We have Directv for the living room, but I felt there wasn't any sense paying to have it connected to a second set no more than I use it. A friend gave me a Roku he wasn't using, so we hooked that up to the bedroom set. When it couldn't be upgraded any more, I replaced it with the cheapest Roku made and used that, along with my Amazon Prime account, to watch various shows and also to listen to Pandora sometimes. I bought rabbit ears so I could get local TV without paying, but it only brought in about five channels, the two channels offered by our local fox affiliate and three Kansas City PBS offerings. On a good day I might get channel 9, but often as not it would come and go when I was trying to watch something.
Now, let me tell you the perils of living in the boonies, forty miles from the nearest city: First, streaming TV is unreliable. We get by pretty good in the living room, which is closer to our wi-fi; but too often, in the bedroom, it has to stop often and reload. Slow DSL is one of the perils of living in the country (thanks a lot, CenturyLink). Here's a screen shot I took to show how much our wi-fi signal varies.
Now I've known for some time that it is possible to get a great television signal here with an outside antenna, because we raised our children on antenna TV. I ordered one of the cheaper antennas on Amazon, which arrived yesterday. Cliff hunted around in his scrap piles for a pole that would get the thing high enough in the air to suit him, and he and the oldest grandson went to work.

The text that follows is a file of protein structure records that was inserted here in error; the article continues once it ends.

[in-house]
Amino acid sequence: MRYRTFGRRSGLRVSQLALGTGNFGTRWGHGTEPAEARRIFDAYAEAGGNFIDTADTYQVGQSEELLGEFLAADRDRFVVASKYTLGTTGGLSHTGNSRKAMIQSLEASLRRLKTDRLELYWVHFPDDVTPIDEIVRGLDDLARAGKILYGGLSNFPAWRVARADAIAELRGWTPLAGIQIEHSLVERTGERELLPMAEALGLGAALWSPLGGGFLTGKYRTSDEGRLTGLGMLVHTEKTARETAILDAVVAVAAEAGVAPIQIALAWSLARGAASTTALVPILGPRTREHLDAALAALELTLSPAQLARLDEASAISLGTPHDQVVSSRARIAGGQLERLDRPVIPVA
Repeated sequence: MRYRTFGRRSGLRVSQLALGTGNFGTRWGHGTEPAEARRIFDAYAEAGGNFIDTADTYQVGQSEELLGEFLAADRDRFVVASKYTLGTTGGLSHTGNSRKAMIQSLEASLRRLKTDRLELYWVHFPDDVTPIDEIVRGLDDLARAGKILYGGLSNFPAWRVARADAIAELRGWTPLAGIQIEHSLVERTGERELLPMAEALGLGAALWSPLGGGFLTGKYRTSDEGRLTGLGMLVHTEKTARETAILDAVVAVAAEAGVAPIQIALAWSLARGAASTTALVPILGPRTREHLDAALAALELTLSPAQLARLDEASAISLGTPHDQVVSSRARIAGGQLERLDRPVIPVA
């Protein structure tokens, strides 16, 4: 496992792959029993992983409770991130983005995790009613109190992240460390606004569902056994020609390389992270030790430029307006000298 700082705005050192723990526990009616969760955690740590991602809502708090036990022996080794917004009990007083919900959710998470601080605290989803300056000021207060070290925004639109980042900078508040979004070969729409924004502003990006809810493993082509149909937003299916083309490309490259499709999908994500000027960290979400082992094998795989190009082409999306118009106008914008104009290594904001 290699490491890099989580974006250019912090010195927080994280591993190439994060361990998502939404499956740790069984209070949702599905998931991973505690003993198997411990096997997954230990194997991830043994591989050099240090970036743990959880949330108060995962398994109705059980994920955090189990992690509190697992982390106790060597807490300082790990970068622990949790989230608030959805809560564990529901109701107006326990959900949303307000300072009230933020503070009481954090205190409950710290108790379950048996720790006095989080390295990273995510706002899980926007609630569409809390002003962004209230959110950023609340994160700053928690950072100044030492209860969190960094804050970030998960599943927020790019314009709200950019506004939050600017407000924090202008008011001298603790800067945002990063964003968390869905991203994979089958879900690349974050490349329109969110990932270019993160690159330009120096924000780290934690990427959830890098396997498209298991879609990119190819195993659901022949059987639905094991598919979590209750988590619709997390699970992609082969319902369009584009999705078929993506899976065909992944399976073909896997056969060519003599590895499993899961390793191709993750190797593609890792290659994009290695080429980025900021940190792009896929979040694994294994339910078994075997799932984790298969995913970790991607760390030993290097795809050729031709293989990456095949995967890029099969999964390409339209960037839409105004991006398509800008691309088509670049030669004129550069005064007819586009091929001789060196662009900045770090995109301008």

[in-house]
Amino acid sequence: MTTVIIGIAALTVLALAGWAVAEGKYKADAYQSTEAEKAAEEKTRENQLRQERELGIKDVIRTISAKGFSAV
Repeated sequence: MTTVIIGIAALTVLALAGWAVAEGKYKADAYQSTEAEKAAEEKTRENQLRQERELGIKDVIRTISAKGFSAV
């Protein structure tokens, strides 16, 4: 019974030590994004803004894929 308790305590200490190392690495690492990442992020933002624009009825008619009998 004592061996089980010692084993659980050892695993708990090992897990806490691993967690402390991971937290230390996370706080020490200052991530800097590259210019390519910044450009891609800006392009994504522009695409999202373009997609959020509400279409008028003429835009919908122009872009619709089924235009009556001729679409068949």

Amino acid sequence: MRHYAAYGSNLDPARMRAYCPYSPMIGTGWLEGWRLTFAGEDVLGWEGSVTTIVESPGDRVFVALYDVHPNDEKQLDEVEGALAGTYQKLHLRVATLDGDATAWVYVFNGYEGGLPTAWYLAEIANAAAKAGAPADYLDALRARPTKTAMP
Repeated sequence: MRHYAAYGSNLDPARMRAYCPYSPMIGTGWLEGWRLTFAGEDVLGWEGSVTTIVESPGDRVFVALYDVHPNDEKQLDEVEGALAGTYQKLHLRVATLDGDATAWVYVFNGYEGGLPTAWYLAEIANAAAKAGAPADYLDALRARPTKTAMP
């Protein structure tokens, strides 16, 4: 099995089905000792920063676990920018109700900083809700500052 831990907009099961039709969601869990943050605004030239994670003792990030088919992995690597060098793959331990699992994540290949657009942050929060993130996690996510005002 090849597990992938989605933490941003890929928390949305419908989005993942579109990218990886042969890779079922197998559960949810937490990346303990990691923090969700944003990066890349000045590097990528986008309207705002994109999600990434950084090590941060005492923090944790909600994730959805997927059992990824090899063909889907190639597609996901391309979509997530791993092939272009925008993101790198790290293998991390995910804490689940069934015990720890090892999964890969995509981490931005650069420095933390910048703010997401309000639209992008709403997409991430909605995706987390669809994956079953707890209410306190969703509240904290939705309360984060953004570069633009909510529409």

oIn a matter of forty-five minutes, I had almost forty channels on the bedroom television. OK, so a large percentage of the channels are either religious or else selling something, but still. I now have six PBS stations, three out of Warrensburg and three from Kansas City. In the evening, there's almost always something worth watching on one of those.
|Reminds me of the old days.|
But of course, there are commercials. The main reason we don't get rid of satellite is that we don't like to watch commercials.
What about a Tivo? The cheapest of those is $85, plus $15 monthly rental. But compared to Satellite, that's cheap. You can even pay five hundred bucks and get lifetime rental, no monthly fee (at my age, that might not save me any money). Then we could zap commercials in the manner in which we are accustomed.
Enough! All this is making me tired just thinking about it, and I'm sure my readers feel the same way. I'll share the other pictures I took yesterday.
Cliff mowed the yard yesterday. Spring is here.